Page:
The Modern Records Centre doesn't have a large number of first hand accounts of the First World War written by soldiers - most of our archives relate to organisations rather than individuals - but the few that we do have include some vivid descriptions of the sights and emotions of war. Some of the highlights from the hundred documents digitised to commemorate the First World War centenary are described below.
Macfee, on the British staff, proposed that all the British present should volunteer for War Service; it being, in his opinion, their duty to do so. This met with general approval, and it would have been difficult to escape from the moral obligation
In December 1914, an agreement made at a Christmas meal triggered what is "reputed to be the longest journey on record of any voluntary recruits" - from Western Siberia to London. In this post-war account, Donald Gill described his travels across Russia and Scandinavia in mid-Winter by horse-drawn sledge, train and ship, finally arriving in London in February 1915. He was commissioned into the Royal Garrison Artillery in March 1915 and, after crossing the Channel in June, spent the remainder of the war in France.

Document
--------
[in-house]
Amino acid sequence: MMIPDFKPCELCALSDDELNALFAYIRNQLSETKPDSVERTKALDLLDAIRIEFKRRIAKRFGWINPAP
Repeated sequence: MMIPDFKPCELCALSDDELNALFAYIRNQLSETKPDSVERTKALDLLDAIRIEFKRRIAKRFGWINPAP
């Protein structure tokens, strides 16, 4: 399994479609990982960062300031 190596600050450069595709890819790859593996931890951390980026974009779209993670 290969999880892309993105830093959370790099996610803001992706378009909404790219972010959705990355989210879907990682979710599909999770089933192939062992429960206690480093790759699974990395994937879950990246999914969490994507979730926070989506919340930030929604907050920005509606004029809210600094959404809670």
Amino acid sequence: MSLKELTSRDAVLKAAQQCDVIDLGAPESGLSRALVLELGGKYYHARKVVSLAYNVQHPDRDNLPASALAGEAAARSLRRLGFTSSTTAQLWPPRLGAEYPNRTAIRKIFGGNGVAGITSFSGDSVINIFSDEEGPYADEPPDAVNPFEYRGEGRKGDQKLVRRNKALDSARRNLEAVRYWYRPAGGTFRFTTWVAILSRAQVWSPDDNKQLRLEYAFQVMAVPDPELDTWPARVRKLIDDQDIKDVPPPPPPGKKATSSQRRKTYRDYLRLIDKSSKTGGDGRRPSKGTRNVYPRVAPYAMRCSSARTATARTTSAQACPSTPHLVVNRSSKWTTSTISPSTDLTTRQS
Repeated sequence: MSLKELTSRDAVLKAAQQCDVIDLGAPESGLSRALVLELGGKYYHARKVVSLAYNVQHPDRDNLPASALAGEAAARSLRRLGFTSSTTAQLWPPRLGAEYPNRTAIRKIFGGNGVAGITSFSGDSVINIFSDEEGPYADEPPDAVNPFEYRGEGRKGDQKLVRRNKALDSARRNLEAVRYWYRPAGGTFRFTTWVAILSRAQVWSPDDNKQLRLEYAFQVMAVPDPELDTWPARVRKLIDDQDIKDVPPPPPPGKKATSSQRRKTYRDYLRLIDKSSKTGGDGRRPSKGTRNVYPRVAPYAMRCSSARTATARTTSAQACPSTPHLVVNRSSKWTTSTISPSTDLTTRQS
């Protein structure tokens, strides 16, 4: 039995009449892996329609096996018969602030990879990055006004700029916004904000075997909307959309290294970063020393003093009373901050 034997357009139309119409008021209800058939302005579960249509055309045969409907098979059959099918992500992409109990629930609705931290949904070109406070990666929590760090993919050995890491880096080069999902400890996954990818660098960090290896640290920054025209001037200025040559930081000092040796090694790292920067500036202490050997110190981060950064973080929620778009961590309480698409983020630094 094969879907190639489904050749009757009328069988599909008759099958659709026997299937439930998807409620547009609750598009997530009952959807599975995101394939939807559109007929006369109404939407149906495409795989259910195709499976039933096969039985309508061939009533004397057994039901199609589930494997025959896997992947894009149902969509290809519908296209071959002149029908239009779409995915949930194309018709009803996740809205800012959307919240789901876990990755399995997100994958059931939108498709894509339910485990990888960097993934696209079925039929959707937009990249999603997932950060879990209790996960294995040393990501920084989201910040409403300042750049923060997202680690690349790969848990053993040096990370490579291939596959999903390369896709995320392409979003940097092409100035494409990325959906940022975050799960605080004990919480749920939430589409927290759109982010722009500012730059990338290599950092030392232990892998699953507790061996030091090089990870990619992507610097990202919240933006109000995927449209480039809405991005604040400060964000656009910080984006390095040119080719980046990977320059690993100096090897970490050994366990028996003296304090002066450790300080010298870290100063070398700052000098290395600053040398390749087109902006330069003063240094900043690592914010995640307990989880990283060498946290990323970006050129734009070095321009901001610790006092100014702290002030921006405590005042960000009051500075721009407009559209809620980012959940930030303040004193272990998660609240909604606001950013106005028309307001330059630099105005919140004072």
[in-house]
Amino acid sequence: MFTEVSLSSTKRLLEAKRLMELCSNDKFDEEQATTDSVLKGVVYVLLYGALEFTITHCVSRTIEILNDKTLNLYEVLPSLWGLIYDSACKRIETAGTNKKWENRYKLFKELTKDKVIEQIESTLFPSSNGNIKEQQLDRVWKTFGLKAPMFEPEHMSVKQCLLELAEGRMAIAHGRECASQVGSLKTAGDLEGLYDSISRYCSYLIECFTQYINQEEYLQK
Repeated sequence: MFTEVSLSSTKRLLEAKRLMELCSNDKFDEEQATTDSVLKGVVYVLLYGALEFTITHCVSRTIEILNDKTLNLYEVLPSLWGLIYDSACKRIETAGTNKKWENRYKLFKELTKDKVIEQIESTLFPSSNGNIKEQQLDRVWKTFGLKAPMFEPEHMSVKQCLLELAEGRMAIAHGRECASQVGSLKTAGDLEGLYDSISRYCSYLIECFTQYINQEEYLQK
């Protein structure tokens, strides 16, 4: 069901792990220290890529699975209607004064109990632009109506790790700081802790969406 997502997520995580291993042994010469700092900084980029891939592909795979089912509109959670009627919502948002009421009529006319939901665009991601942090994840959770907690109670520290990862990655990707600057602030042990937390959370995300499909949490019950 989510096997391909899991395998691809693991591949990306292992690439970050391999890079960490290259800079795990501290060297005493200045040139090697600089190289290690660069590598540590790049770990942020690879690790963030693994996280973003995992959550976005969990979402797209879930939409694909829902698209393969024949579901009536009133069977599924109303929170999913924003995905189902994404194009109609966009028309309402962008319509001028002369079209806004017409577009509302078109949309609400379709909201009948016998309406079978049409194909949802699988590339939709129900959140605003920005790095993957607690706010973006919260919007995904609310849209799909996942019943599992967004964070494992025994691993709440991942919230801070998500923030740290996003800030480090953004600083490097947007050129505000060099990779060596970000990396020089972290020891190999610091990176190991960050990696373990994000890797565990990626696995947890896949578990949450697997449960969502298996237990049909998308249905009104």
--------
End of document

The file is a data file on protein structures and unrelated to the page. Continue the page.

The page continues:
[From the papers of Lady Allen of Hurtwood; document reference: MSS.121/F/3/5/1]
Of coward’s blood we are not born — ever faithful to our duty. We will fight and die, ’neath a foreign sky, for England, home and beauty
Patriotic printed song sheet containing lyrics written by Private E. Growcott of the Worcestershire Regiment, "wounded at Suvla Bay, [Gallipoli,] August 10th, 1915". It includes verses on the "loyal duty" of men from the Empire (specifically Canada, Australia and India) in joining the 'English' call to arms.
[From the Miscellaneous Collection; document reference: MSS.21/4571]